In the summer of 2023, Tsering, a Class of 2025 student at UWC ISAK Japan, journeyed back to her native Nepal, toting with her a bounty of books. But this was only the beginning of her journey. While in the Nepalese capital of Kathmandu, she bolstered her cargo with several hundred kilos of reusable sanitary pads. With her precious inventory, Tsering set out to her hometown of Lihi in Nubri village.
Lihi represented the first point on her journey through rural Nepal that would see Tsering also visiting the neighboring Sho, Lho, and Shya hamlets. Her mission was to deliver sanitary pads and educational workshops about periods to a country lacking access to sanitary supplies and education on the topic. The books, meanwhile, found a new home at her former school, SMD school (Shree Mangal Dvip Boarding School).
Bridging the gap between education, health, and the rural Himalayas
Tsering observes, “Books in Nepal are incredibly expensive. And with a 10% tax on foreign products, obtaining English or other language books becomes even more challenging.” Tsering hails from a rural area, far from the cities. “In such areas, people struggle even to get food, let alone books,” she says. When she joined UWC ISAK, the abundance of books astounded her. It was shocking to see so many of them all over the place. She realized these underloved books would be cherished in her home community. “Back in my Nepali school, I read plenty but rarely found a book I truly enjoyed. Many of us craved more fiction,” Tsering reminisces. Noticing the numerous books available at the UWC ISAK Free Store, she thought of her old school. Before UWC ISAK Japan, Tsering was a student at the SMD school near the Boudhanath Stupa at the core of Kathmandu. Upon joining UWC ISAK, her first thought was to help the school she adored and was raised in.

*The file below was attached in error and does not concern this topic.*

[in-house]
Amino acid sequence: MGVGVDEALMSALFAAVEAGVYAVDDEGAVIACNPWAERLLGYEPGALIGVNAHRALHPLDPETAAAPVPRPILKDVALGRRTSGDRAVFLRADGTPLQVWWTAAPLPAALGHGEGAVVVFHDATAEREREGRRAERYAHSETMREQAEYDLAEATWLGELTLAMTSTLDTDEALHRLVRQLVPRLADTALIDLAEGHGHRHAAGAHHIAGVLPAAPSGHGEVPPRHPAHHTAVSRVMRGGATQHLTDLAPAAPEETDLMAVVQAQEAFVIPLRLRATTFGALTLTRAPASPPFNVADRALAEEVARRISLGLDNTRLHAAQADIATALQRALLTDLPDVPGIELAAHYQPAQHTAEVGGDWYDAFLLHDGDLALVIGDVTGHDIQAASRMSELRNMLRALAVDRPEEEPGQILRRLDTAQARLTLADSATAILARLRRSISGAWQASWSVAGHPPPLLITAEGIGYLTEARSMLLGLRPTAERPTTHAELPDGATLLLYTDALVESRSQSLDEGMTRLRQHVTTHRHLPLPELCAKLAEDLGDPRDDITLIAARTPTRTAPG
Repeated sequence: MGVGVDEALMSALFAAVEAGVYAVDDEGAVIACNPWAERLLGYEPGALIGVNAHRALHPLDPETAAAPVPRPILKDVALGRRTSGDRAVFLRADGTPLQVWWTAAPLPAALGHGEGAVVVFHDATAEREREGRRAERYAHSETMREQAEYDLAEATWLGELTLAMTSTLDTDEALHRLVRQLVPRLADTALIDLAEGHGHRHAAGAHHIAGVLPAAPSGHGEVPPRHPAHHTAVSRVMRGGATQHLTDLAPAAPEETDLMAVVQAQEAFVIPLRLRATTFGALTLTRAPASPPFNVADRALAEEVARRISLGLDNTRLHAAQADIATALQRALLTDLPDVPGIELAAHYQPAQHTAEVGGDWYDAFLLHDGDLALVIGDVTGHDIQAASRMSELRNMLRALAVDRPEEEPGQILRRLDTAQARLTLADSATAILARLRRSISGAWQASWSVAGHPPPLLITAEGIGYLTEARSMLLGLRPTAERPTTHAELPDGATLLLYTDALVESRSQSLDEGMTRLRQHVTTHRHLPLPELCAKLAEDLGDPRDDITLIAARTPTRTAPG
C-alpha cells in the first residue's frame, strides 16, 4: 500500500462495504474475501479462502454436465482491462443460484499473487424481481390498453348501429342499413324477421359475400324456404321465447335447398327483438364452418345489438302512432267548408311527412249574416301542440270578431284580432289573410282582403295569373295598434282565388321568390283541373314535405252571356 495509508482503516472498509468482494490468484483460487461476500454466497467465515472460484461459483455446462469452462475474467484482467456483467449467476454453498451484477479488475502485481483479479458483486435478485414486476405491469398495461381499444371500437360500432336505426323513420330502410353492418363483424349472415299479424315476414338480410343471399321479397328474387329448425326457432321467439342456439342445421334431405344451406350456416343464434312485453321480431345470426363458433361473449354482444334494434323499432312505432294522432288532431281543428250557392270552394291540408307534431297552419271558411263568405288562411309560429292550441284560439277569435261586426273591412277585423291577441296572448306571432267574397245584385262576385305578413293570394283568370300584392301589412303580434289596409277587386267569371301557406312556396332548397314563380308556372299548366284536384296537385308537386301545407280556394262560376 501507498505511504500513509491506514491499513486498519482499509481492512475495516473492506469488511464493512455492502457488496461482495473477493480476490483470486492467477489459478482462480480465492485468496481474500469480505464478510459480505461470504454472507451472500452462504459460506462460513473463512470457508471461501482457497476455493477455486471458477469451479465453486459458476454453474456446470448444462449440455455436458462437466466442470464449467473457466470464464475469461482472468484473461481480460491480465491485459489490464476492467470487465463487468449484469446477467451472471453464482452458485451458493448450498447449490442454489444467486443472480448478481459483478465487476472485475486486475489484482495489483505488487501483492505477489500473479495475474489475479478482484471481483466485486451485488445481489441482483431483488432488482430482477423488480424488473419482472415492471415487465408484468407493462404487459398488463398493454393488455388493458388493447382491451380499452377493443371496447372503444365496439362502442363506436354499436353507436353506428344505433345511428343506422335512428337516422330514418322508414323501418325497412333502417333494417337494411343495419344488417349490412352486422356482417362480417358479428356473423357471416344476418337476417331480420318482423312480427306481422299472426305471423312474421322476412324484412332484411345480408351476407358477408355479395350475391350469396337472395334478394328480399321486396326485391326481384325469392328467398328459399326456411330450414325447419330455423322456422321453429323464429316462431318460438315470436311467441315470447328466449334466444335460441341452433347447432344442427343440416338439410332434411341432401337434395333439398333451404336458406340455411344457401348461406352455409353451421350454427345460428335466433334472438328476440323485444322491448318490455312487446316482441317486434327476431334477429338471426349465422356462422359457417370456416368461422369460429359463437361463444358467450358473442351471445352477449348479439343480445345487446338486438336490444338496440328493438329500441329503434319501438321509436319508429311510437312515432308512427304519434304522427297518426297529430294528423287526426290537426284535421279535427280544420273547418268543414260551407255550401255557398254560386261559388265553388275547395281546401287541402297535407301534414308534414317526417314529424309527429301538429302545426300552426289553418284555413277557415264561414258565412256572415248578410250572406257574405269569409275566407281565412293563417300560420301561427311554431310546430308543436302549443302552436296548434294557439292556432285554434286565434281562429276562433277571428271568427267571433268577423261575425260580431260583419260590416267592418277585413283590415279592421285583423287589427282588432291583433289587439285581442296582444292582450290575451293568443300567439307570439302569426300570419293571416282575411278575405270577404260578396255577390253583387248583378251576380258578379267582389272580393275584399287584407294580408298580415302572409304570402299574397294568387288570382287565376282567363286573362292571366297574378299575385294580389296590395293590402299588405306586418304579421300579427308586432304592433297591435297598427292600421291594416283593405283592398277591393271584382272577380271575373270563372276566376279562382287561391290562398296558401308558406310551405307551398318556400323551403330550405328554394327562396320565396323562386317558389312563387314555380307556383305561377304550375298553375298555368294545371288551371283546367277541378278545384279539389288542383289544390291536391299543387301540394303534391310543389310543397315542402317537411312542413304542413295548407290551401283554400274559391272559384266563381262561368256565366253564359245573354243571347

For her Grade 10 Leadership Project, Tsering decided to launch another initiative to tackle an issue she is passionate about improving: access to sanitary products for women during their period in rural areas of Nepal. “When I visited my cousin one day, I saw blood pouring down her legs and on the field we were walking in. I panicked, but she acted natural. She explained that she was on her period. She didn’t wear sanitary pads because she couldn’t access them in the village. In her village, this was a common ordeal for many women.” Tsering recalls with teary eyes. “They work all day in the fields like that and are more prone to infections. Another of my cousins would not want to go to school during her period. It was a two-hour walk away, and she didn’t have any pads.”
Courage and Challenges
At UWC ISAK, Tsering collected about 80 books and soon realized that sourcing them wasn’t the challenge – shipping was. Despite her best efforts to fundraise, gathering enough money for postage from Japan was daunting. Undeterred, she and other Nepali students hand-carried these books while returning for summer break.
Distributing sanitary pads in her hometown and neighboring villages presented different challenges. Purchasing bulk reusable sanitary pads in Kathmandu, she embarked on a two-hour journey to the nearest bus stop. But from there, a trek of five to six days lay ahead to reach Nubri village. Given the heavy load of supplies, she knew walking was unrealistic.
Not one to give up, she appealed to a local farmer to use his donkeys and, moved by her passion and genuine intentions, agreed to rent Tsering six donkeys at a deeply discounted rate. While this was a relief, another challenge emerged: the impending monsoon season in Nepal. The trek could be dangerous. Finding a companion for the journey wasn’t easy, but eventually, her brother stepped in. Reflecting on his decision, Tsering recalls, “He told me, ‘I don’t really want to go, but we don’t have much of a choice, do we?'”
One thing remained consistent throughout her summer endeavors: Tsering’s unwavering determination. For her, paying it forward wasn’t just a choice but a necessity.
Distribution of period products to women in the Himalayas